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The woman suing Forever 21… for shortchanging her by a penny
Everyone knows that a penny saved is a penny earned, but one Miami woman is taking her thriftiness to extreme lengths, including a class-action suit
 
After being cheated out of a penny by Forever 21, lawyer Carolyn Kellman is trying to round up 750,000 customers who were also short-changed one cent in order to pursue a class-action suit.
After being cheated out of a penny by Forever 21, lawyer Carolyn Kellman is trying to round up 750,000 customers who were also short-changed one cent in order to pursue a class-action suit.
CC BY: GabrielaP93

For most people, the question of whether to pick up a penny from the sidewalk is not a particularly absorbing one. But for Carolyn Kellman of Miami, Fla., a lawyer whom the local press has described as a "fashionista," pennies have become an all-consuming passion. Kellman is suing Forever 21, the retail chain that hawks discounted designer clothes, for robbing her of a penny when she tried to refund her purchases — twice. Here, a guide to Kellman's finicky crusade:

How did Forever 21 steal her pennies?
On May 12, Kellman paid $14.46 for a pair of black denim shorts at a Forever 21 outlet. She returned the item on May 30, but was credited only $14.45, "or exactly $0.01 less," according to her suit. Forever 21 pinched another penny on July 13, when it credited her $11.56 for a black skirt that cost $11.57. This penny-pincher is the same woman the Miami Herald photographed in 2007 wearing distinctly unaffordable Christian Louboutin shoes and toting a Balenciaga motorcycle weekender bag.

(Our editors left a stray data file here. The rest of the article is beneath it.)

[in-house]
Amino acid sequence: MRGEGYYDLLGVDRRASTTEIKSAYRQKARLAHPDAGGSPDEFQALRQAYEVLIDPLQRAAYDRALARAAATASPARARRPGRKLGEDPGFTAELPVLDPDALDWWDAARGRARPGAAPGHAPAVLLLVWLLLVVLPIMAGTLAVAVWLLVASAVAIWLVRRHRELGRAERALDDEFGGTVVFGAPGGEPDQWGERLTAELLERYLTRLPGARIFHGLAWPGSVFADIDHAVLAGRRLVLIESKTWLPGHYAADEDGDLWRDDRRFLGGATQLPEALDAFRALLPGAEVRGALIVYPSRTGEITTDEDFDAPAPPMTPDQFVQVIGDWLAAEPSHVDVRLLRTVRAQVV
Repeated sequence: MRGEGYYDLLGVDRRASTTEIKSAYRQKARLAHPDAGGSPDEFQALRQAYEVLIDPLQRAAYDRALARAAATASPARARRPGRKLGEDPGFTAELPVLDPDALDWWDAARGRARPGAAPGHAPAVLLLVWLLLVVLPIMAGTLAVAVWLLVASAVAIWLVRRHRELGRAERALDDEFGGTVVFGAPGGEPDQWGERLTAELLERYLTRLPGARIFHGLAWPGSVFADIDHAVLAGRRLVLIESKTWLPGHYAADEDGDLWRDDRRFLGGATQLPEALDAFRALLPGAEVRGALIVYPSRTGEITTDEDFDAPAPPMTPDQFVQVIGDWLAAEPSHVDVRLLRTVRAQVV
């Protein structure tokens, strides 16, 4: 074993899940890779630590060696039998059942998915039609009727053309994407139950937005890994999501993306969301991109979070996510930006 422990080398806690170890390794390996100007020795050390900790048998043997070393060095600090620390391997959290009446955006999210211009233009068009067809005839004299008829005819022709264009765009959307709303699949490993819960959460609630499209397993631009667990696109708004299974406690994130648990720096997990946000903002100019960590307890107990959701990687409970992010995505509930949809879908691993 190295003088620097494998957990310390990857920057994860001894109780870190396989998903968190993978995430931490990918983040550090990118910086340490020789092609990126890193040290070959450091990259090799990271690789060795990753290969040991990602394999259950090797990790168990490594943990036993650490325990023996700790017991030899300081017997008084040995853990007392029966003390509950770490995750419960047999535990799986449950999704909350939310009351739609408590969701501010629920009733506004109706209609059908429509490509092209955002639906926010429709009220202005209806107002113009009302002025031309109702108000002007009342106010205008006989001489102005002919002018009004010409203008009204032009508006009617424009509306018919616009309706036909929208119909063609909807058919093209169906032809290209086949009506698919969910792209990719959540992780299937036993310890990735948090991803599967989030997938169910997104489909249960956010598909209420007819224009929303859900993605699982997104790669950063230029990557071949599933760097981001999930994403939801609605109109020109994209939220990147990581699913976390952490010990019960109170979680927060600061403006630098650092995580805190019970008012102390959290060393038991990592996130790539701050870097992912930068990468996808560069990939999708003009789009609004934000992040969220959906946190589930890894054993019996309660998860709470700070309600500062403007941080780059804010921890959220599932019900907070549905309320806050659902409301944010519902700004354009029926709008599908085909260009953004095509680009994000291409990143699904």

Of what is Kellman accusing Forever 21?
Kellman says Forever 21 is orchestrating a "penny-skimming scheme" against its thousands of customers across the country, and "alleges breach of contract, unfair and deceptive practices, and unjust enrichment," says Steve Plunkett at The Daily Business Review. She is also seeking class-action status for two groups: "Anyone who has been charged 1 cent more and anyone refunded 1 cent less by Forever 21 in the past five years," says Plunkett.

Can she find others to join the suit?
It's a tall order. "The threshold for civil actions in her district is $15,000," says Rebecca Adams at The Huffington Post, which means she is citing "1.5 million pennies in damages." If you do the math, counting initial purchases and returns, "Kellman is counting on 750,000 customers to come forward and admit that they were miffed over a penny," says Staci Zaretsky at Above the Law. "Maybe others will be just as pissed as she was," but if other Forever 21 shoppers maintain a more laissez-faire attitude, she may be out of luck.

Why is Forever 21 taking pennies anyway?
It's common practice for some stores to round up or down to make change. The Mexican food chain Chipotle got in hot water for rounding up or down to the nearest nickel, and this week announced that from now on it would "only round down in customers' favor," says Martha C. White at NBC News. Chipotle insists that it never made a profit on the rounding, a strategy designed to help lines move faster.

Sources: Above the LawThe Daily Business Review, The Huffington Post, Law.com, NBC News, The Star Ledger

 

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